• Prognosticon, on the teaching and instruction of the highly famous astronomist Cl. Ptolemy Alexandrini, placed, about the reuolution of the world, in the year of Christ MDLXXI .: In this neatly grasped the sum of the firmamentic influence, the upper star natural .... Görlitz 1570 ( digitalisat )
  • Calendarium Ecclesiasticum & Horoscopvm Perpetvvm. An everlasting calendar, first of all with the moving feast days of the general Catholic Churches, ... Then especially on all year after the birth of Christ the sun Zirckel, ... Everything for the use and use of common Christianity, from the beginning of the birth of Christ to the end of the world / orderly and Described, by M. Bartolemaeum Scultetum Gorlicium. Görlitz 1571, ( digitized version )
  • Prognosticon meterorographicum perpetuum. An everlasting forecast icon of all the weather in the Lufft and the other elements. Görlitz 1572 ( digitized version ), Görlitz 1588 ( digitized version )
  • Gnomonice de solariis, sive doctrina practica tertiae partis astronomiae, Of all sorts of solariums, that is, heavenly circles and clocks, ... now for a new dish u. perfected. Görlitz, 1572, ( digitized version )
  • Computus Ecclesiasticus, In Calendarium Perpetuum Omnium Huius Mundi Annorum Christi Directus Et Extructus: With added instructions and clear instruction to understand the Computum Ecclesiasticum ... and to use it useful at the present time: Now and only new addition and brought into an easy-to-understand order. ... Görlitz, 1574, ( digitized version )
  • Misniae et Lusatiae Tabula. [1575] (map), Cologne 1595 ( digitized version )
  • The great and wonderful Comet, so ... in the 1577th year, from the 10th day of Novembris, through the whole of December, bit into the 13th of January of the following year, ... Astronomical and natural description, of its peculiar importance and tremendous impact. Görlitz 1578 ( digitized version )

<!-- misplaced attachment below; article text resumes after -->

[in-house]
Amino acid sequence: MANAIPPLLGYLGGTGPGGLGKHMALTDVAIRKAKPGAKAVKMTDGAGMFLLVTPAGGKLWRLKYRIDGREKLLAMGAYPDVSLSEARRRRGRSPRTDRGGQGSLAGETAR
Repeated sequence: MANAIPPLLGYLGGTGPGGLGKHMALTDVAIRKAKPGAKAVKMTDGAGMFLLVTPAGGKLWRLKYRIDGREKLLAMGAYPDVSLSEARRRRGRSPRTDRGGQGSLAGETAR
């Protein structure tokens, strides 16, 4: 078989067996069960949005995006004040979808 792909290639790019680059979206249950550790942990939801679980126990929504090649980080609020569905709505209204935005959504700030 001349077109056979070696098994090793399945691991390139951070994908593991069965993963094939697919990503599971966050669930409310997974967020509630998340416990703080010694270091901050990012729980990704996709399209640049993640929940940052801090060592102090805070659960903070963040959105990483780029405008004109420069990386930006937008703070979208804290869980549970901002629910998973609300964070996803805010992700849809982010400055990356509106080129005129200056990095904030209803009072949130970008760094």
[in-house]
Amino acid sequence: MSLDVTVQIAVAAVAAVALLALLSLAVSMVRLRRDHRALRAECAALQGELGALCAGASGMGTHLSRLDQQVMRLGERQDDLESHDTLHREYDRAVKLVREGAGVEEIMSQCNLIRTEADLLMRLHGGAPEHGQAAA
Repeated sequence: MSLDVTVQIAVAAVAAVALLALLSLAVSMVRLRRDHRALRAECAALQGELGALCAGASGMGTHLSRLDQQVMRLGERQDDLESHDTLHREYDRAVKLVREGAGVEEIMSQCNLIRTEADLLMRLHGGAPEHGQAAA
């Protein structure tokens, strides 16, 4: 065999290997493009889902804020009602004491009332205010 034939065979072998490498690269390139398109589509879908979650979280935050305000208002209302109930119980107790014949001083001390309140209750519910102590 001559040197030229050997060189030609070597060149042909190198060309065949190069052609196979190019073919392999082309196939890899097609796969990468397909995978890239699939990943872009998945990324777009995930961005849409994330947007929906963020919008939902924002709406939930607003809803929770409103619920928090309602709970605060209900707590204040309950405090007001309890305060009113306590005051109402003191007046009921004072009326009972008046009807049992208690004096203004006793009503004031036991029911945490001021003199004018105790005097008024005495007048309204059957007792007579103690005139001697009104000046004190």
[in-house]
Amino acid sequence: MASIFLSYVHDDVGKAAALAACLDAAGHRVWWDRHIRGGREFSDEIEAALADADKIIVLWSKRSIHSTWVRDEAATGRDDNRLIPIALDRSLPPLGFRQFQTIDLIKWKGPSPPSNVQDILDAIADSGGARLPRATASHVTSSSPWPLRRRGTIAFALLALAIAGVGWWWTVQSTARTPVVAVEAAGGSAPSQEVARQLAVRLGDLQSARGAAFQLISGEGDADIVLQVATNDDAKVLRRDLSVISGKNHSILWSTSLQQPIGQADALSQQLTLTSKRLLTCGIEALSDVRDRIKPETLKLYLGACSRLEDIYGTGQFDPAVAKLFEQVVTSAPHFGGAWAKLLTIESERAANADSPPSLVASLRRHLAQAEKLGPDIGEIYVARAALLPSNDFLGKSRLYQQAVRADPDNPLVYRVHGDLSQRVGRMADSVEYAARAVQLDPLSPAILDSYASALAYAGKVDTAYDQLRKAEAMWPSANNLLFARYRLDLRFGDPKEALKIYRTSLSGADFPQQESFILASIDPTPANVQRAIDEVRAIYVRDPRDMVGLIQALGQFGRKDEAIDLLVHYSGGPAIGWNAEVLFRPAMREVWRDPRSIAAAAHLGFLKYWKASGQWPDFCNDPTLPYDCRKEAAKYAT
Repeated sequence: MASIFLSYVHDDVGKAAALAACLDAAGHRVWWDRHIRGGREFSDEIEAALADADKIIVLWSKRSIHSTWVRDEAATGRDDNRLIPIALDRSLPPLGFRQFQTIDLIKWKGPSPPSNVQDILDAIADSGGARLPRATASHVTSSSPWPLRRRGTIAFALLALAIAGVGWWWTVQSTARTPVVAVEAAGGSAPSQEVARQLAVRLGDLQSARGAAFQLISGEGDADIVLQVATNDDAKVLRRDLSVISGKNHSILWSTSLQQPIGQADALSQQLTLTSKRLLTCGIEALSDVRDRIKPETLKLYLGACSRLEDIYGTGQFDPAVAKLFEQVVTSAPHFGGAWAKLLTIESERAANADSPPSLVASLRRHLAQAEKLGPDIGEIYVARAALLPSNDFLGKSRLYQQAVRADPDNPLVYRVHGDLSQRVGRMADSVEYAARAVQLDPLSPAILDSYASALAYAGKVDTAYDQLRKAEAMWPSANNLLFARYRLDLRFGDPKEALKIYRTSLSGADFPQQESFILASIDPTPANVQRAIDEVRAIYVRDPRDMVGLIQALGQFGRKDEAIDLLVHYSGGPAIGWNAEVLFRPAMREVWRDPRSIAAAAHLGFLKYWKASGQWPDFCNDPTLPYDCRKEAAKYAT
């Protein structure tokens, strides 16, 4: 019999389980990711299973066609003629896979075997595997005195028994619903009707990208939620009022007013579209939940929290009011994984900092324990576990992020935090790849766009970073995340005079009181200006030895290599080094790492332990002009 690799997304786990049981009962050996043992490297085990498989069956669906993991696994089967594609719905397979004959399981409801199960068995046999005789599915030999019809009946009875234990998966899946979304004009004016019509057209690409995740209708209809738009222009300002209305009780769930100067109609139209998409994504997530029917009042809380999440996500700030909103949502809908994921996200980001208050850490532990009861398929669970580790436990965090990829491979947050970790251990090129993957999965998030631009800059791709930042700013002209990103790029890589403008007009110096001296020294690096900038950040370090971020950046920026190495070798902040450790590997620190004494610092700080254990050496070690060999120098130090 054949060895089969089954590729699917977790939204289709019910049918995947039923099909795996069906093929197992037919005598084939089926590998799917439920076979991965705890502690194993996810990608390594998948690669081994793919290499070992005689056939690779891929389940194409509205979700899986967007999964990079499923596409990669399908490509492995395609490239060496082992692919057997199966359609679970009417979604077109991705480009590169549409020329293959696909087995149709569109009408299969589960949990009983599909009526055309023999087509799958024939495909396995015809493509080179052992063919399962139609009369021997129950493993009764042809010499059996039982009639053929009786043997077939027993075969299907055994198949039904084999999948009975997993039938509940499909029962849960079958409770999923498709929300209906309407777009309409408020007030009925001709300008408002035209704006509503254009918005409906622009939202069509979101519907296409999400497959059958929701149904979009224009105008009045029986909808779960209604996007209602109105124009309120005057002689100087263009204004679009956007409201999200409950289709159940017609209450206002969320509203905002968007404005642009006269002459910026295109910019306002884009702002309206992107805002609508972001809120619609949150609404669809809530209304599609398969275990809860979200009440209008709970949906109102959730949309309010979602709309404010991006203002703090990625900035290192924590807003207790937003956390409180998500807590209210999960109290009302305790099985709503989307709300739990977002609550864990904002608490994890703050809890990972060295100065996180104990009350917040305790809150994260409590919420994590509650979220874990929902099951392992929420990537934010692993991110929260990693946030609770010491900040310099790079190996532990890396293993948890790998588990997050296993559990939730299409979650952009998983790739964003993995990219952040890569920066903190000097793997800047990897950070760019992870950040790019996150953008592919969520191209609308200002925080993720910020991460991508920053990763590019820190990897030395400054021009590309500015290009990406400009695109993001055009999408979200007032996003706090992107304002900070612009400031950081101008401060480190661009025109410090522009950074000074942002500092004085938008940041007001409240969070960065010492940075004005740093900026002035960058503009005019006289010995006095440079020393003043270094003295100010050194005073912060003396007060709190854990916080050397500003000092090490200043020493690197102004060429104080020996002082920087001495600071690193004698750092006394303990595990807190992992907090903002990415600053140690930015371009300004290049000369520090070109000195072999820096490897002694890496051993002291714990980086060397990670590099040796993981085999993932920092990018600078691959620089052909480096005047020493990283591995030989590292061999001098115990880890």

• Lusatia Superior [1593] (map)
  • Allmanac and writing calendar for the year after the birth of Christ. MD LXXX.IIII. Görlitz, 1583 ( digitized version )
  • Diarium humanitatis Domini nostri Jesus Christ in terris… From the holy empathy, birth, life,… Jesus Christ. Frankfurt / Oder 1600 ( Gospel Harmony , digitized version )
  • Tabula de pestilitate. Görlitz (A. Fritsch) 1578; 2nd edition, ibid. 1586.
  • Prognosticon for the year after the birth of Christ 1591. Görlitz 1590 ( digitized version )
  • New and old Roman allmanac and writing calendar on the year Chri. MDCV: court auff d. New Corrected and Old Invoice .... Prague 1605 ( digital copy )
  • De origine et curatione pestis.


Web links

Commons : Bartholomäus Scultetus  - collection of images, videos and audio files

Individual evidence

  1. ^ Johann Christian Poggendorff : Biographical-literary concise dictionary for the history of the exact sciences. Verlag Johann Ambrosius Barth, Leipzig, 1863, 2nd volume, ( online )
  2. ^ Karl Eduard Förstemann : Album Academiæ Vitebergensis from a. Ch. MDII usque ad a. MDLX. Carl Christian Philipp Tauchnitz , Leipzig, 1841, p. 332, column b, no.34 ( digitized version )
  3. Georg Erler: The younger matriculation of the University of Leipzig 1559-1809. Giesecke & Devrient, Leipzig, 1909, p. 427
  4. UA Halle, Rep. 1, No. XXXXV, 1, Bd. 2, p. 189, No. 17 (Dean's office book of the phil. Fac. Of the University of Wittenberg)
  5. Axelle Chassagnette: Printed maps of Electoral Saxony in the second half of the 16th century: the representation of history and the territory in the mirror of learned cartography . In: Johannes Helmrath, Albert Schirrmeister, Stefan Schlelein (eds.): Historiography of Humanism - Literary Processes, Social Practice, Historical Spaces , Verlag de Gruyter, Berlin 2013, p. 261 digitized
  6. Jürgen Strein, Joachim Telle : German Pseudoparacelsica about the plague. A “term” for diagnosing plague (1553) and the “Tabula de pestilitate” by Bartholomäus Scultetus (1578). In: Dominik Groß , Monika Reininger (eds.): Medicine in history, philology and ethnology: Festschrift for Gundolf Keil. Königshausen & Neumann, Würzburg 2003, pp. 349–370, here pp. 349, 352–358 and 361–370.
  7. online